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Will Vodafone finally take a creative step forwards?

Do agencies do anything but pitch these days?

Media agencies and their cornucopia of owners (holding companies, operating bosses such as WPP’s GroupM etc) seem to be pitching the whole time, for some accounts, it seems, for years. Which makes you wonder who’s doing the work.

Big creative pitches seem less frequent – or less drawn-out – but they’re exhaustive and, no doubt, exhausting. Good for the likes of us, of course, as it gives us something to write about. They’re probably even more exhausting over Christmas. Why do clients do it? Maybe it’s to do with their financial years and budgeting. Maybe it’s because they can.

Vodafone is one of the biggest accounts in the UK and it’s looking outside Grey, or so it’s been reported. Vodafone’s advertising has been shocking for years, based on the meaningless ‘power to you’ notion. A number of capable agencies have tried and failed to make something of it, possibly because Vodafone seems to have nothing to say. Its service is ropey (it’s not alone in that in the UK) and years of trying to sell extra benefits/features have signally failed to tackle its core lack of appeal.

Three’s advertising from Wieden+Kennedy is the best by a street, O2’s marketing seems on the button (agency is VCCP). So who will be asked to sprinkle some stardust over Vodafone (accepting that the agency can’t actually improve the network). They could recommend changing the name of course, still redolent of Vodafone’s Racal heritage.

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In the fairly recent past Vodafone has been a WPP property. WPP handles its media. The last time it moved, 18 months ago, it was in a closed WPP pitch, eventually moving to Grey from RKCR/Y&R. Y&R had enlisted a Star Wars character, always a sure sign that the agency is at its wit’s end – or witless. Like choosing Simply The Best or The Ride of the Valkyries as the music. You’d think it would have dawned on adland that well-chosen music plays a huge part in adam&eveDDB’s string of winners for John Lewis.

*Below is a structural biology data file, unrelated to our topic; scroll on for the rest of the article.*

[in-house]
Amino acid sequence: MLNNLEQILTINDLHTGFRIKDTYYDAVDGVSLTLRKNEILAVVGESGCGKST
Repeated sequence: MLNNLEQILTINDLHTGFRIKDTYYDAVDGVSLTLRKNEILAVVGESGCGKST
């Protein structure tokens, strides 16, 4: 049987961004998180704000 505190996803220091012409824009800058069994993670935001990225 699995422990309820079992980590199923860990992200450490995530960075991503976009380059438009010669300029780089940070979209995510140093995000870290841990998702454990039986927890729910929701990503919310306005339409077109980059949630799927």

Talking of which, is there any agency out there who can challenge A&E for Vodafone, assuming it wants it? A mobile network is just about the only gap it has on its UK client list. But another such is Mother, our Agency of the Year. Lucky Generals, another AOY contender, is also free – as they say. Who else? Brothers and Sisters has shown its mettle on the big Sky account, 101 could do the job, WCRS remains a big solid agency. The great oil tanker that’s McCann seems to be turning round.

AMV BBDO and Saatchi are, presumably, excluded with BT and EE (now owned by BT) respectively. As is CHI with TalkTalk.

WPP agencies surely won’t be although Grey (which may or may not repitch) has been its stand-out performer. There are question marks over both A&E and Grey as the A&E founders weight their options as their buyout from DDB is concluded while Grey has to contend with the consequences of ‘Grexit,’ the departures of Nils Leonard, Lucy Jameson and Natalie Graham to do their own thing.

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WPP’s JWT had a go back in the day and so did BBH. But time’s a great healer.

This could go on forever, so it won’t.

But Vodafone is probably the biggest challenge in British advertising.

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About Stephen Foster

Stephen is a former editor of Marketing Week and London Evening Standard advertising columnist. He wrote City Republic for Brand Republic and is a partner in communications consultancy The Editorial Partnership.
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